Tech-invite3GPPspaceIETF RFCsSIP
9190898887868584838281807978777675747372717069686766656463626160595857565554535251504948474645444342414039383736353433323130292827262524232221201918171615141312111009080706050403020100
in Index   Prev   Next

RFC 3289

Management Information Base for the Differentiated Services Architecture

Pages: 116
Proposed Standard
Errata
Part 1 of 6 – Pages 1 to 5
None   None   Next

Top   ToC   RFC3289 - Page 1
Network Working Group                                           F. Baker
Request for Comments: 3289                                  Cisco System
Category: Standards Track                                        K. Chan
                                                         Nortel Networks
                                                                A. Smith
                                                        Harbour Networks
                                                                May 2002


                  Management Information Base for the
                  Differentiated Services Architecture

Status of this Memo

   This document specifies an Internet standards track protocol for the
   Internet community, and requests discussion and suggestions for
   improvements.  Please refer to the current edition of the "Internet
   Official Protocol Standards" (STD 1) for the standardization state
   and status of this protocol.  Distribution of this memo is unlimited.

Copyright Notice

   Copyright (C) The Internet Society (2002).  All Rights Reserved.

Abstract

This memo describes an SMIv2 (Structure of Management Information version 2) MIB for a device implementing the Differentiated Services Architecture. It may be used both for monitoring and configuration of a router or switch capable of Differentiated Services functionality.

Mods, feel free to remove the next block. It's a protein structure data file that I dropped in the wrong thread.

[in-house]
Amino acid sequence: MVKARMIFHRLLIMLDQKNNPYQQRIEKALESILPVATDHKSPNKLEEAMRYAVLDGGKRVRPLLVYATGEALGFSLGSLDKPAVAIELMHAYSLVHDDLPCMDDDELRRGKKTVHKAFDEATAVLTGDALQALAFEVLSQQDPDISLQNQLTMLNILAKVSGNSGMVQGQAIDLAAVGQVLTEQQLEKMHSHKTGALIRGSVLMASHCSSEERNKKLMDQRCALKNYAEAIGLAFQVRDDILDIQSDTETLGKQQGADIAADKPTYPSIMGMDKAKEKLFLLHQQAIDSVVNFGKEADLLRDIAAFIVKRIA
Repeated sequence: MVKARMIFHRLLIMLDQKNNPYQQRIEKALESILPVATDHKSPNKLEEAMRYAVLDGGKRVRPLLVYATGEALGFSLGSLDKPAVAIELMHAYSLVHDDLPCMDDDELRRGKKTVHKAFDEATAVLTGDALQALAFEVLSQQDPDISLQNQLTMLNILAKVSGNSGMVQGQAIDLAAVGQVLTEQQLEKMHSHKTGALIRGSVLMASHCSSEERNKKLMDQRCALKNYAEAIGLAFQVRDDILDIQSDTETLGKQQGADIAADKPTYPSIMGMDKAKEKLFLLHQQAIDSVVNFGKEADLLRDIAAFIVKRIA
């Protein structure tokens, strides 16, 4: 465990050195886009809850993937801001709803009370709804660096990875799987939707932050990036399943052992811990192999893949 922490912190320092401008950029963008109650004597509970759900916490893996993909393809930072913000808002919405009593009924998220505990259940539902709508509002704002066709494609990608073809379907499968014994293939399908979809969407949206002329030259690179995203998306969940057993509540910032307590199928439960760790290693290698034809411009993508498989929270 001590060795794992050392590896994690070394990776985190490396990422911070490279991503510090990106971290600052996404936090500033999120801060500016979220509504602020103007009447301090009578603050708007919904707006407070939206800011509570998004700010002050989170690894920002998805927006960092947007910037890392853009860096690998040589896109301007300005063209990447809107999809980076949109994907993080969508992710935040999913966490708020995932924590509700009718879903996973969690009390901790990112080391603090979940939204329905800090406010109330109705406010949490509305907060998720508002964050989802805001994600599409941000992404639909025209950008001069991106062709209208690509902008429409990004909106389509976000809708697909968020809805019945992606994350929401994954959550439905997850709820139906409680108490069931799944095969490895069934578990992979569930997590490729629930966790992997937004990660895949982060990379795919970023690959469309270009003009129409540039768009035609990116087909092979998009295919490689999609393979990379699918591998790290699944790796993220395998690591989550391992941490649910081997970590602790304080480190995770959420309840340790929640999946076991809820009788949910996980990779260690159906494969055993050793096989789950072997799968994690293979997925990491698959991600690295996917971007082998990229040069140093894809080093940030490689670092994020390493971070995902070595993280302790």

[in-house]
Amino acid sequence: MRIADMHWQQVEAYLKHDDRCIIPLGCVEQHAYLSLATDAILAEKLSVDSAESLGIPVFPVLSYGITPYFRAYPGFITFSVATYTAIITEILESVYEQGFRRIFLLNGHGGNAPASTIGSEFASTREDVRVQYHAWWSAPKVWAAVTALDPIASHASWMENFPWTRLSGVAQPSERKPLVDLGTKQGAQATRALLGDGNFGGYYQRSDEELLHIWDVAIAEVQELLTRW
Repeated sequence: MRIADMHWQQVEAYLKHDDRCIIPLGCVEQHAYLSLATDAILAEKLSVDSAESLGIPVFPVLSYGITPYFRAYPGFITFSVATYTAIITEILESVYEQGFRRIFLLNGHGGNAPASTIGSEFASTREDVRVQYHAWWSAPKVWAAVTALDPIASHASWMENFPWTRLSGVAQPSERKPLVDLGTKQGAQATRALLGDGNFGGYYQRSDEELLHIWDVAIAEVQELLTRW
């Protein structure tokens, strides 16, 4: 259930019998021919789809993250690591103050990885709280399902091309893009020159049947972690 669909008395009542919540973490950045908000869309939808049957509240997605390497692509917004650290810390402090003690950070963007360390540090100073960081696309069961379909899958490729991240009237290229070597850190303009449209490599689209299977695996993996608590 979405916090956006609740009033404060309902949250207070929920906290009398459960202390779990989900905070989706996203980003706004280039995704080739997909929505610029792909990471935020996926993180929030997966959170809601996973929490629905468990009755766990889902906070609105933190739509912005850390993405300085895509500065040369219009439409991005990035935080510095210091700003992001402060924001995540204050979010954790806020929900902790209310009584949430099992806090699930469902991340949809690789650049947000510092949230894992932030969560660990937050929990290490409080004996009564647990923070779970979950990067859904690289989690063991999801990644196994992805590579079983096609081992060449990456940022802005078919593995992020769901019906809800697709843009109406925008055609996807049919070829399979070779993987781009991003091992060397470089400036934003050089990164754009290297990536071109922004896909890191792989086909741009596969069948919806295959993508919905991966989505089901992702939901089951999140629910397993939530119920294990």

Table of Contents

1 The SNMP Management Framework ................................. 3 2 Relationship to other working group documents ................. 4 2.1 Relationship to the Informal Management Model for Differentiated Services Router ............................. 4 2.2 Relationship to other MIBs and Policy Management ............ 5 3 MIB Overview .................................................. 6 3.1 Processing Path ............................................. 7 3.1.1 diffServDataPathTable - The Data Path Table ............... 7 3.2 Classifier .................................................. 7 3.2.1 diffServClfrElementTable - The Classifier Element Table ... 8 3.2.2 diffServMultiFieldClfrTable - The Multi-field Classifier Table ...................................................... 9 3.3 Metering Traffic ............................................ 10 3.3.1 diffServMeterTable - The Meter Table ...................... 11
Top   ToC   RFC3289 - Page 2
   3.3.2 diffServTBParamTable - The Token Bucket Parameters Table...  11
   3.4 Actions applied to packets ..................................  12
   3.4.1 diffServActionTable - The Action Table ....................  12
   3.4.2 diffServCountActTable - The Count Action Table ............  12
   3.4.3 diffServDscpMarkActTable - The Mark Action Table ..........  13
   3.4.4 diffServAlgDropTable - The Algorithmic Drop Table .........  13
   3.4.5 diffServRandomDropTable - The Random Drop Parameters Table   14